1. Cancer. 2018 Jan 1;124(1):36-45. doi: 10.1002/cncr.30938. Epub 2017 Sep 20.

Randomized trial of Tibetan yoga in patients with breast cancer undergoing
chemotherapy.

Chaoul A(1), Milbury K(1), Spelman A(1), Basen-Engquist K(2), Hall MH(3), Wei
Q(1), Shih YT(4), Arun B(5), Valero V(5), Perkins GH(6), Babiera GV(7), Wangyal
T(8), Engle R(1), Harrison CA(2), Li Y(9), Cohen L(1).

Author information: 
(1)Department of Palliative, Rehabilitation, and Integrative Medicine, The
University of Texas MD Anderson Cancer Center, Houston, Texas.
(2)Department of Behavioral Science, The University of Texas MD Anderson Cancer
Center, Houston, Texas.
(3)Department of Psychiatry, University of Pittsburgh, Pittsburgh, Pennsylvania.
(4)Department of Health Services Research, The University of Texas MD Anderson
Cancer Center, Houston, Texas.
(5)Department of Breast Medical Oncology, The University of Texas MD Anderson
Cancer Center, Houston, Texas.
(6)Department of Radiation Oncology, The University of Texas MD Anderson Cancer
Center, Houston, Texas.
(7)Department of Breast Surgical Oncology, The University of Texas MD Anderson
Cancer Center, Houston, Texas.
(8)Ligmincha Institute, Shipman, Virginia.
(9)Department of Biostatistics, The University of Texas MD Anderson Cancer
Center, Houston, Texas.

BACKGROUND: The current randomized trial examined the effects of a Tibetan yoga
program (TYP) versus a stretching program (STP) and usual care (UC) on sleep and 
fatigue in women with breast cancer who were undergoing chemotherapy.
METHODS: Women with stage (American Joint Committee on Cancer (AJCC) TNM) I to
III breast cancer who were undergoing chemotherapy were randomized to TYP (74
women), STP (68 women), or UC (85 women). Participants in the TYP and STP groups 
participated in 4 sessions during chemotherapy, followed by 3 booster sessions
over the subsequent 6 months, and were encouraged to practice at home.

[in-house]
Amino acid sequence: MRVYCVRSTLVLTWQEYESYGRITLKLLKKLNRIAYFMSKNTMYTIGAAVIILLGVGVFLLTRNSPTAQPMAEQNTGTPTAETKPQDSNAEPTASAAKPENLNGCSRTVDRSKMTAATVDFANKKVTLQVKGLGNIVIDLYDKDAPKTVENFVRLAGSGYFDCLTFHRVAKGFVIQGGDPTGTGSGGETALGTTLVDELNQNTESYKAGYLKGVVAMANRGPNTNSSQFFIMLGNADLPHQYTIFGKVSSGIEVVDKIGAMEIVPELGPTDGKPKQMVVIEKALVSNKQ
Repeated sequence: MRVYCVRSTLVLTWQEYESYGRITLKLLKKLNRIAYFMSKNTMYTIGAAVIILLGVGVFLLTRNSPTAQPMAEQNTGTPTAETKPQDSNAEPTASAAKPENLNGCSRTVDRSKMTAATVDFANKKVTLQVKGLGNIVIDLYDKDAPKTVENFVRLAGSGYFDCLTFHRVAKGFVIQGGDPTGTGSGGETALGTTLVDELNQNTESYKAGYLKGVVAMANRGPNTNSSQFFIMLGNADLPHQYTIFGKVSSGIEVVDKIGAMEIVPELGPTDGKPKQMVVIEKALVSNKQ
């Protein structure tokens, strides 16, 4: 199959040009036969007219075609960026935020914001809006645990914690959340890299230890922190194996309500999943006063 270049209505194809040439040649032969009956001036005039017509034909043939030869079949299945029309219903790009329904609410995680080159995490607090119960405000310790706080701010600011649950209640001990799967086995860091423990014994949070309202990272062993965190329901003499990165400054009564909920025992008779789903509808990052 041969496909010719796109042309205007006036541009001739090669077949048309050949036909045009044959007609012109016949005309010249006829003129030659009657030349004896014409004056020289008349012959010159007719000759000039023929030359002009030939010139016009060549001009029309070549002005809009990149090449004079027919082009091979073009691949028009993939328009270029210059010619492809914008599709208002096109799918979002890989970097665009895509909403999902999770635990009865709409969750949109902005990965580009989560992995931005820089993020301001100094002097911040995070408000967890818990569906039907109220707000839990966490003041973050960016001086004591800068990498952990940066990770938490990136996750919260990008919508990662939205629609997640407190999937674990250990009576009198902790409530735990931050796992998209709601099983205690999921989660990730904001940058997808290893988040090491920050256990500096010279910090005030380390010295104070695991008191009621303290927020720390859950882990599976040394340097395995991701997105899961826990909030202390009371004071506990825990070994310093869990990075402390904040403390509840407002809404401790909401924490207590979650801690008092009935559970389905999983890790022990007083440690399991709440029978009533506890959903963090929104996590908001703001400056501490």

Self-report measures of sleep disturbances (Pittsburgh Sleep Quality Index),
fatigue (Brief Fatigue Inventory), and actigraphy were collected at baseline; 1
week after treatment; and at 3, 6, and 12 months.
RESULTS: There were no group differences noted in total sleep disturbances or
fatigue levels over time. However, patients in the TYP group reported fewer daily
disturbances 1 week after treatment compared with those in the STP (difference,
-0.43; 95% confidence interval [95% CI], -0.82 to -0.04 [P = .03]) and UC
(difference, -0.41; 95% CI, -0.77 to -0.05 [P = .02]) groups. Group differences
at the other time points were maintained for TYP versus STP. Actigraphy data
revealed greater minutes awake after sleep onset for patients in the STP group 1 
week after treatment versus those in the TYP (difference, 15.36; 95% CI,
7.25-23.48 [P = .0003]) and UC (difference, 14.48; 95% CI, 7.09-21.87
[P = .0002]) groups. Patients in the TYP group who practiced at least 2 times a
week during follow-up reported better Pittsburgh Sleep Quality Index and
actigraphy outcomes at 3 months and 6 months after treatment compared with those 
who did not and better outcomes compared with those in the UC group.
CONCLUSIONS: Participating in TYP during chemotherapy resulted in modest
short-term benefits in sleep quality, with long-term benefits emerging over time 
for those who practiced TYP at least 2 times a week. Cancer 2018;124:36-45. ©
2017 American Cancer Society.

© 2017 American Cancer Society.

DOI: 10.1002/cncr.30938 
PMCID: PMC5735004
PMID: 28940301  [Indexed for MEDLINE]